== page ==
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Highlighting USGS Science Geological Society of America(GSA) Meeting October 25-29, 1998 Metro Toronto Convention Centre, South
Released: 10/23/1998

Contact Information:
U.S. Department of the Interior, U.S. Geological Survey
Office of Communication
119 National Center
Reston, VA 20192
Marion Fisher 1-click interview
Phone: 703-648-4583 | FAX: 703-648-6859

Diane Noserale 1-click interview
Phone: 703-648-4333 (GSA News Room-Toronto) 416-361-3706

The future of energy reserves; coal-burning effects on health and the environment; earthquake hazards, economic losses, and natural disaster insurance; new views of Mars; and a session dedicated to the memory of internationally recognized geologist, William (Bill) Slater....and more!

Sunday, October 25

1:30 - 5:30 p.m. Room: MTCC 715AB

Session 4: IEE Annual Environmental Forum: The Sustainability Challenge: Energy for the 21st Century Are we running out of OIL? The GSA Critical Issues Committee will sponsor a Sustainability Conference to highlight research and differing opinions from government and private sector experts on the future of energy reserves. USGS World Energy Assessment project chief and scientist, Thomas Ahlbrandt, will lead off the conference with a report on the USGS assessment of undiscovered world oil and gas energy resources, a discussion of the many ways in which resource estimates are made, and how variable the estimates can be. Since the United States depends heavily on international supplies of petroleum, USGS scientists are actively involved in debates concerning the quantity and quality of undiscovered oil and gas resources around the world. Topics to be discussed include predictions of oil and gas production peaks in the next century, the petroleum industry’s response to the anticipated decline, alternative energy sources, and the political realities of the world’s shrinking oil and gas supply.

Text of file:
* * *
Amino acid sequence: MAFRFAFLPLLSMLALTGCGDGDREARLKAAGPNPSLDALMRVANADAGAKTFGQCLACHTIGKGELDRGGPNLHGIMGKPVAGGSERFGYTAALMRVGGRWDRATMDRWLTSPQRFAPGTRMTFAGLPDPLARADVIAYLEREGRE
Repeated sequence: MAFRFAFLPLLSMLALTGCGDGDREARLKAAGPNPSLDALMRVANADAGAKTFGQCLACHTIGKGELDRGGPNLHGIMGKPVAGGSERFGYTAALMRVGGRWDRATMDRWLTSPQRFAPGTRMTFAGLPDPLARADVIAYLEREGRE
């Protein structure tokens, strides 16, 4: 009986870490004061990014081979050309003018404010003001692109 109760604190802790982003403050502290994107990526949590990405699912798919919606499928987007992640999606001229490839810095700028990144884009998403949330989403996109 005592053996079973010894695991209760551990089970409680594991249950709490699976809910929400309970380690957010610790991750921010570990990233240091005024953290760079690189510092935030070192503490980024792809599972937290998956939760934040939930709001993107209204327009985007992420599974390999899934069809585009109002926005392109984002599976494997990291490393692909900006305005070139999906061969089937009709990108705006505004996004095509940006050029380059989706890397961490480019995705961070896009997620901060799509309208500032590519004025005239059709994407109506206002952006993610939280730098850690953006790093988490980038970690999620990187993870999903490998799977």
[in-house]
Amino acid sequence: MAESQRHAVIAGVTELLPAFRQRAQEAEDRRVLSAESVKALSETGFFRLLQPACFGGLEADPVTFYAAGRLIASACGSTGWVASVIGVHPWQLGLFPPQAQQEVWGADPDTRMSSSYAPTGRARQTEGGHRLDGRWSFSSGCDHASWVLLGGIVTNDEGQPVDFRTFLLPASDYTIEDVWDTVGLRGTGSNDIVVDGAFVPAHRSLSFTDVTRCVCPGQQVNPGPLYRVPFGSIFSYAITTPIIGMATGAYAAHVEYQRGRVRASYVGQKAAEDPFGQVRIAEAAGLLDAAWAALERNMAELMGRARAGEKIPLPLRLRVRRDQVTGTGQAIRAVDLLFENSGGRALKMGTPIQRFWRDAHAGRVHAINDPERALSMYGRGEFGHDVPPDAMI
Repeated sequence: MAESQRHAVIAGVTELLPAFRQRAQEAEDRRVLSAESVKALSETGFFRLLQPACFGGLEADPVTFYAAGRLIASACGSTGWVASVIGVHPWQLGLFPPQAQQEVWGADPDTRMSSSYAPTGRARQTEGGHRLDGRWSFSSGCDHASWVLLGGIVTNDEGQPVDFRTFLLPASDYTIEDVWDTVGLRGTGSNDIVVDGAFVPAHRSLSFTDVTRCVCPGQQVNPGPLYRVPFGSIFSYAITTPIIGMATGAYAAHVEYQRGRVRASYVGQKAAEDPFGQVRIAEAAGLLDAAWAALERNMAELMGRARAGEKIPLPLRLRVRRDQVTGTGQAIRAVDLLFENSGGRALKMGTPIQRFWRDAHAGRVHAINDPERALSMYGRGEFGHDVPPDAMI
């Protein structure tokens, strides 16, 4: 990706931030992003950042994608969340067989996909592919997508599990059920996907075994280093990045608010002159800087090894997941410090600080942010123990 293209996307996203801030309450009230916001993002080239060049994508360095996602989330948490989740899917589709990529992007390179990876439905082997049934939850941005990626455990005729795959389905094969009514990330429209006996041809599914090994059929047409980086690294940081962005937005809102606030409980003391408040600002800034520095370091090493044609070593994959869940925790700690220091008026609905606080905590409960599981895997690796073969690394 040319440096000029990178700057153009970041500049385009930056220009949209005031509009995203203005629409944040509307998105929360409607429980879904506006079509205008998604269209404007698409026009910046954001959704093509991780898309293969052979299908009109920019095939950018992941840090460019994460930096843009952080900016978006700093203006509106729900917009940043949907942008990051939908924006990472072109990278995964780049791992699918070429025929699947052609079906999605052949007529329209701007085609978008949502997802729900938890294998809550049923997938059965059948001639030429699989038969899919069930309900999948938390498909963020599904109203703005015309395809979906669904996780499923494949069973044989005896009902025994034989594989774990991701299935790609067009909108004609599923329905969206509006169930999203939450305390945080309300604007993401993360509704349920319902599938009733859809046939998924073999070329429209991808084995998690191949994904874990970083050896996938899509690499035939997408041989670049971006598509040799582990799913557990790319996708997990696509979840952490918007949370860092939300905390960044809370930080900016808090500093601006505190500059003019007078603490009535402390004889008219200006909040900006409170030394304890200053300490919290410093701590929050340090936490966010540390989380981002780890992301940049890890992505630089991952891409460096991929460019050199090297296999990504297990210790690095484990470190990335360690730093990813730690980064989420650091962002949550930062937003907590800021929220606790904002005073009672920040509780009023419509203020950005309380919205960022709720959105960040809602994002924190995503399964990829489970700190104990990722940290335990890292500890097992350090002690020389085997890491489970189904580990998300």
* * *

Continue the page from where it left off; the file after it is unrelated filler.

Monday, October 26

8:00 a.m. Room: MTCC Hall E Booth # 101
Session 23: Breaking Down Barriers: Communicating Relevant Geoscience Issues to the Public I (Posters)

Although the size and frequency of earthquakes have not increased over the long term and improvements in building codes and public preparedness have reduced loss of life from earthquakes, economic losses are increasing at an alarming rate, particularly in California. Why is this occurring? An interdisciplianry team from the state of California and the USGS discuss the reasons and programs to translate knowledge on the location of earthquake hazards into reduced economic losses in this session (See also Session 64: Breaking Down Barriers: Communicating Relevant Geoscience Issues to the Public II)

8:00 a.m. Room: MTCC 803AB
Session 19: Paleoecological and Geochemical Signature of Cretaceous Anoxic Events: A Memorial to William (Bill) V. Sliter by the Cushman Foundation and the 1998 Annual Meeting Committee

The late William (Bill) V. Sliter, a research geologist for both the USGS and the Geological Survey of Canada, is honored on the opening day of the 1998 annual GSA meeting with this keynote symposium dedicated to his memory. A memorial presentation, attended by many of Sliter’s friends; professional colleagues; and his widow, Trish Sliter of Palo Alto, California; will take place after the session. Sliter was an internationally recognized authority on microscopic fossils known as foraminifera. The memorial to Sliter is sponsored by the Cushman Foundation for Foraminiferal Research at the Smithsonian Institution’s Museum of Natural History in Washington, D.C.

Tuesday, October 27

9:15 am Room: MTCC 703
Session 60: Research Opportunities in the Earth Sciences: A Ten-Year Vision - NRC; NSF; "The Earth Science Century"